Low Hanging Fruit: Targets or goals which are easily achievable and which do not require a lot of effort. — urbandictionary.com
There has been a lot of talk recently of performance on the web. Companies like Google are pushing the envelope by raising standards, giving guidance, and helping educate developers on how they can better serve their users…
There has been a mix of reception and debate when it comes to how important performance is going forward. Like anything in our field, there are points to be made on both sides and all types of factors to factor in. One has to ask, is it worth it? When I’m trying to push a feature or product out the door asap, should I even consider performance technicalities?
The answer to these two questions resonate with many topics in the beautiful cacophony we call the web.
Questions like, who’s your target audience, target devices, browsers, speed goals, refactor time, deadlines, ROI, should I think about optimizing during development or after? All of these questions play a big part in your decision to improve performance. What are your priorities?
I’ve recently watched many of the talks from the Google Chrome Dev Summit 2016 and was in awe by the new shiny dev tools and processes. The talk by Alex Russell where he explains how he tests on like 6 physical mobile devices had me hiding my tail between my legs… and I loved it. What I’m trying to get at is, it was very enlightening (and challenging) to see the effort other developers are taking to make their applications as efficient as possible. I’m not saying we all need to adopt the same standards as Google, but we can always improve our own.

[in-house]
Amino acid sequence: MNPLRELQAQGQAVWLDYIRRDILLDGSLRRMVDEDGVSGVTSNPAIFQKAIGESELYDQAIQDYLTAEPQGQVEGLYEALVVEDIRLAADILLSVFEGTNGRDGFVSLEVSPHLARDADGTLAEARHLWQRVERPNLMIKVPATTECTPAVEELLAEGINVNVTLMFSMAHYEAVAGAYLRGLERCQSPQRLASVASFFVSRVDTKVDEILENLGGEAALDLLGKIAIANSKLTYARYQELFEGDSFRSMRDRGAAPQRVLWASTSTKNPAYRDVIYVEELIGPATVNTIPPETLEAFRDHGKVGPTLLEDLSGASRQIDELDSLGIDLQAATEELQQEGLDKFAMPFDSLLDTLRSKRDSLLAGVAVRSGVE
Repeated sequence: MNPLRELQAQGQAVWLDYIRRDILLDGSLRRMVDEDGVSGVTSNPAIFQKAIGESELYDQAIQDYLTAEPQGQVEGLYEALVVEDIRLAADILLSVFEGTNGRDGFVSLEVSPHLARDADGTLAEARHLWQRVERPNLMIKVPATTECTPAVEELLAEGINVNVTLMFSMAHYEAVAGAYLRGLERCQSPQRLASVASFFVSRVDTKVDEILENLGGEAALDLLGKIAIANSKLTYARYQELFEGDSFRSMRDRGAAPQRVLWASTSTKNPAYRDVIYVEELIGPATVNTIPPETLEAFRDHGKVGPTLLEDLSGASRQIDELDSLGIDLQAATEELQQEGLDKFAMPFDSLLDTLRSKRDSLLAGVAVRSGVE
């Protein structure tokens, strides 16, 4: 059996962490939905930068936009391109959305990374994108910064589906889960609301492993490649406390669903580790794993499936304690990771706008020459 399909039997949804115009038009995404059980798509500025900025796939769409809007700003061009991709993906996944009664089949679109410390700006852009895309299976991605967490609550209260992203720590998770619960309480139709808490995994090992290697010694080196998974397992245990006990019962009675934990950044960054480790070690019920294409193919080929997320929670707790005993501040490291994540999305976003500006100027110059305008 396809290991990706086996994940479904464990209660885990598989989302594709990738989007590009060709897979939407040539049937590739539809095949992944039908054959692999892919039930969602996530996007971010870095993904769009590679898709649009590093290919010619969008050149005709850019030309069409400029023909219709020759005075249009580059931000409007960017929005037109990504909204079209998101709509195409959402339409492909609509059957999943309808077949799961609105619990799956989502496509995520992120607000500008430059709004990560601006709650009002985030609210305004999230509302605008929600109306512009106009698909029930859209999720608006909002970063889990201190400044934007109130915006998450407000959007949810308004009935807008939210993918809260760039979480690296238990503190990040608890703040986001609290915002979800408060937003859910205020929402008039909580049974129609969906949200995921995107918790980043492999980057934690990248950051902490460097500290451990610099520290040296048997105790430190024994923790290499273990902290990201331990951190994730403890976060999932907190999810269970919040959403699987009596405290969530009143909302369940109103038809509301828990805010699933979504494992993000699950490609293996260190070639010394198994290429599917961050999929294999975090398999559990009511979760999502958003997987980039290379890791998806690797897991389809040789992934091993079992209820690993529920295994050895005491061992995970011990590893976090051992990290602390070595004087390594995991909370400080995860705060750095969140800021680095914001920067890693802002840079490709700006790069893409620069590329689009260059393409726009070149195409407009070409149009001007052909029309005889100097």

I think some evade the topic of performance because they’re preoccupied with the difficulties of just trying to make their app work. Others may not care or think it’s relevant. I believe the majority of developers were just like me and didn’t know where to start.
As a developer who has been in the industry for 17 years, I have to be honest, all this talk of performance / optimization can be overwhelming. If it’s difficult for someone with my experience (or lack there of), how do junior developers feel about it? What can we do to help people start thinking about performance during the development process?
Over the next month, I will attempt to write several posts on some of the Low Hanging Fruit you can do now to help improve the performance of your web application. These posts will be geared towards beginners but may be helpful for experienced developers as well. I am by no means an expert in web performance, but there are definitely some basic principles I was ignorant of and would love to spare someone the trouble.
Thanks for reading,
-Andrew Del Prete